Conflict can be constructive, if it’s the right kind. That’s just one of the takeaways from the Office of Personnel Management’s #FedWomenLead panel, held in honor of Women’s History Month. The panel featured five successful female feds offering lessons learned on management and getting ahead in federal agencies.
The OPM Twitter account (@USOPM) live-tweeted key points of the discussion, and the audience was encouraged to participate and ask questions via the accompanying hashtag.
Most of the advice dealt with successfully navigating a career at federal agencies, from standing out among the competition to successfully dealing with conflict.
Here are four key takeaways:
Each of the women panelists stressed how much they focused, earlier in their careers, on doing their homework and preparing for every possibility. But it was the opportunities they hadn’t prepared for that turned out to be the most rewarding both personally and professionally.
“While we all need to make plans, you really need to be open to opportunity. It is about being ready, and having a mindset that makes you ready for opportunity,” Beth Cobert, acting director of OPM, said. “And the corollary piece of advice is it’s really OK to wing it sometimes. I was very focused on making sure I had done my homework … because that’s what gives me confidence. But there are times when you just have to be willing to take that leap.”
Patricia Silvey, deputy assistant secretary for operations at the Mine Safety and Health Administration, agreed with Cobert. She too stressed the importance of being willing to “wing it” from time to time. “Don’t be afraid, and jump in. You can wing it sometimes, and sometimes you have to be prepared,” she said.
— Claire Gudewich (@cgudewich) March 29, 2016
Michelle Lee, undersecretary of commerce for intellectual property and director of the Patent and Trademark Office, said younger people often don’t realize that they have just as much likelihood of completing a really tough job as everyone around them.
“Nobody expects a home run on those really tough projects, and if you even move the ball forward, or even hit it out of the park, you’ve set yourself light years ahead of everyone else,” she said.
Alexis Smollok, assistant director of the Transportation Security Administration, emphasized how important it is to surround yourself with the right people. She said being able to trust your coworkers is important, as are different perspectives when it comes to problem solving and innovation.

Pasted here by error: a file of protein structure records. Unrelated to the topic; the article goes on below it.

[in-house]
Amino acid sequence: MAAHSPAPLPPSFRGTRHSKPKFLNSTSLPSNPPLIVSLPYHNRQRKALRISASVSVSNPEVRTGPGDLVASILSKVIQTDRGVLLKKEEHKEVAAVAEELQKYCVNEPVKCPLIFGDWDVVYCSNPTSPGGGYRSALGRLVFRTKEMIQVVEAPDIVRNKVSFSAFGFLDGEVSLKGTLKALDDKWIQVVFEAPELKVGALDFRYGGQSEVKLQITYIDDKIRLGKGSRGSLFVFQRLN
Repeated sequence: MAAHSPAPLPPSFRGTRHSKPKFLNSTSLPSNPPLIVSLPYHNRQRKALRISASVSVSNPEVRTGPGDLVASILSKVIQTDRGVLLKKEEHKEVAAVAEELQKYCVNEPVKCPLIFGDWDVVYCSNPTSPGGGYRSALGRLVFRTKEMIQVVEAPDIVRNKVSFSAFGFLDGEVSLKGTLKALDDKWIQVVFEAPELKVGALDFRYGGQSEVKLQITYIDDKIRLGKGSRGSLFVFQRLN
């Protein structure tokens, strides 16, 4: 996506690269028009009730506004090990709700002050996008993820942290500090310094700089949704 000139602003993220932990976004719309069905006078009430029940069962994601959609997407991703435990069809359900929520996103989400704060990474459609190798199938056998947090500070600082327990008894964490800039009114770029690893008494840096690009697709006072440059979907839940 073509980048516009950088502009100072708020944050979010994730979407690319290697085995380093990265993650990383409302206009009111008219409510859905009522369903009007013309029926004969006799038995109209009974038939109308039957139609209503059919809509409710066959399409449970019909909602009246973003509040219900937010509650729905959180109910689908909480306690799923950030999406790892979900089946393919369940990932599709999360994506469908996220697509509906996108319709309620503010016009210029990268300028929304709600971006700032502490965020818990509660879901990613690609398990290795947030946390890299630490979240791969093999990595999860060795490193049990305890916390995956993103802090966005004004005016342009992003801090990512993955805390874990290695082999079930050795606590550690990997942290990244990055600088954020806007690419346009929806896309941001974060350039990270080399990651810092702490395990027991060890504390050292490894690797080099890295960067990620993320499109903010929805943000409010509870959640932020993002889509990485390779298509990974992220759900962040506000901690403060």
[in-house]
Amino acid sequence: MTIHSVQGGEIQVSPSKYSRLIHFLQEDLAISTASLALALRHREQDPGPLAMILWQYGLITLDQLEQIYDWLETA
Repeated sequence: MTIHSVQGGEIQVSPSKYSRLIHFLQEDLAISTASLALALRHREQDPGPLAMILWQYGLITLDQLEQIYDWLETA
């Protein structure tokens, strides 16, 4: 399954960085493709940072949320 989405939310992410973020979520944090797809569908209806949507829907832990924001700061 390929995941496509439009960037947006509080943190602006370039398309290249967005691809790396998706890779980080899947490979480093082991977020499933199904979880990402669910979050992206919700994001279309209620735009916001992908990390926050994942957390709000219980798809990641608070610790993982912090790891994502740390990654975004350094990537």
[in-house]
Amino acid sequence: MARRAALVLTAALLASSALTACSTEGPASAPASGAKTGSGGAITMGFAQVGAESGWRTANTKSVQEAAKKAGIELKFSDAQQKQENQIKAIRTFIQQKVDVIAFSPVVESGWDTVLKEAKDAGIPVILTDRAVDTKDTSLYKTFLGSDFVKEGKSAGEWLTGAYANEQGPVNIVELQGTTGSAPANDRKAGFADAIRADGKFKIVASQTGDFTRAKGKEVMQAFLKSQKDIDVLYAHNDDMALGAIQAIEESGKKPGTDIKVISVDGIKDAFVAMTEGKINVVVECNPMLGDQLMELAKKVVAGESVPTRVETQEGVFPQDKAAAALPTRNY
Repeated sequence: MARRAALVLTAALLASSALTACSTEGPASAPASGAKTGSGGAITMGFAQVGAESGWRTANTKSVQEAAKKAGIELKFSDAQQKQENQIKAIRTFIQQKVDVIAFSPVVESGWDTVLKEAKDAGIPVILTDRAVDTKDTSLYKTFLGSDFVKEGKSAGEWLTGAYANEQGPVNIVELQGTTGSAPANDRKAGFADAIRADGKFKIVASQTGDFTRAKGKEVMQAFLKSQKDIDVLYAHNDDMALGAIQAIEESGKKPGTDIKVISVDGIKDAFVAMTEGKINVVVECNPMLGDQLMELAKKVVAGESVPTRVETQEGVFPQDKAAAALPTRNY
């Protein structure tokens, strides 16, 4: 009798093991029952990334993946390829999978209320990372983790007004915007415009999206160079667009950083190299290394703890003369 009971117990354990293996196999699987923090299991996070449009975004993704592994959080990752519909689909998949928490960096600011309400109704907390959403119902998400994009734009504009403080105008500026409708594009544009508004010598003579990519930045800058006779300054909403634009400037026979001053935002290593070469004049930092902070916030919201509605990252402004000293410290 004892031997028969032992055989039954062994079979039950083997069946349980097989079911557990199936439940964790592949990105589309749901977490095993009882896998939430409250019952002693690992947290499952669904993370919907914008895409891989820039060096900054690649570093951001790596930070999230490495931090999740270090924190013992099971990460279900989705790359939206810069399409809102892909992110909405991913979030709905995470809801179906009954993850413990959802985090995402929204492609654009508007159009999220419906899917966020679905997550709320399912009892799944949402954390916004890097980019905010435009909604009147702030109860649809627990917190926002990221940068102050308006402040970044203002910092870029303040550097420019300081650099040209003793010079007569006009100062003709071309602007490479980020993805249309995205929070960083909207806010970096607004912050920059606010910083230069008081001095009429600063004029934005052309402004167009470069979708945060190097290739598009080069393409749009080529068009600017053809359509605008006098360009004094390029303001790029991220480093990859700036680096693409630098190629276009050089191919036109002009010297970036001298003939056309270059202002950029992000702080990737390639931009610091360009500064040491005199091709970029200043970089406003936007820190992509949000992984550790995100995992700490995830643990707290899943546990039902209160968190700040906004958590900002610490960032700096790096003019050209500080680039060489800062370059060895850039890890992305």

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“Surround yourself with people that you trust and respect, but not like-minded,” she said. “You want that different opinion, that different perspective. You don’t want like-minded little rubber people behind you. It’s the worst thing in the world, you’re definitely going to hit the iceberg then.”
Lee agreed with Smollok, saying that diverse teams make better decisions. And the more diverse — be it along the lines of gender, ethnicity, background or industry — the better.
“I don’t want to hear from the people who agree with me. I want people who test my assumptions,” she said. “That’s why it’s so important to get a [more] diverse group of [Senior Executive Service] career people. That’s critical, not just as a social matter, but as a matter of good decision-making.”
Cobert said it was important to distinguish between different kinds of conflict. She said that conflict can be either healthy or disruptive, and it’s necessary to understand when someone is questioning an idea, concept or approach in order to reach a better solution, or when someone is challenging or disagreeing out of a lack of respect.
— Cristina Bartolomei (@HeresCris) March 29, 2016
“Just because a person disagrees with me about an idea doesn’t mean they disagree with me as a person,” Cobert said. “A debate about an idea is a great debate, and we should frankly have more of those. A conflict, which is someone doesn’t want to listen because they’re disrespecting me, is a very different kind of thing.”
Lee agreed, saying that anyone with an idea should never feel shy about expressing it clearly and respectfully, even if it goes against the conventional wisdom. Personality conflicts, she said, should be handled quietly and privately.
“I always like the healthy disagreement,” she said. “Stating your position … on behalf of an agency or organization, that’s to be respected.”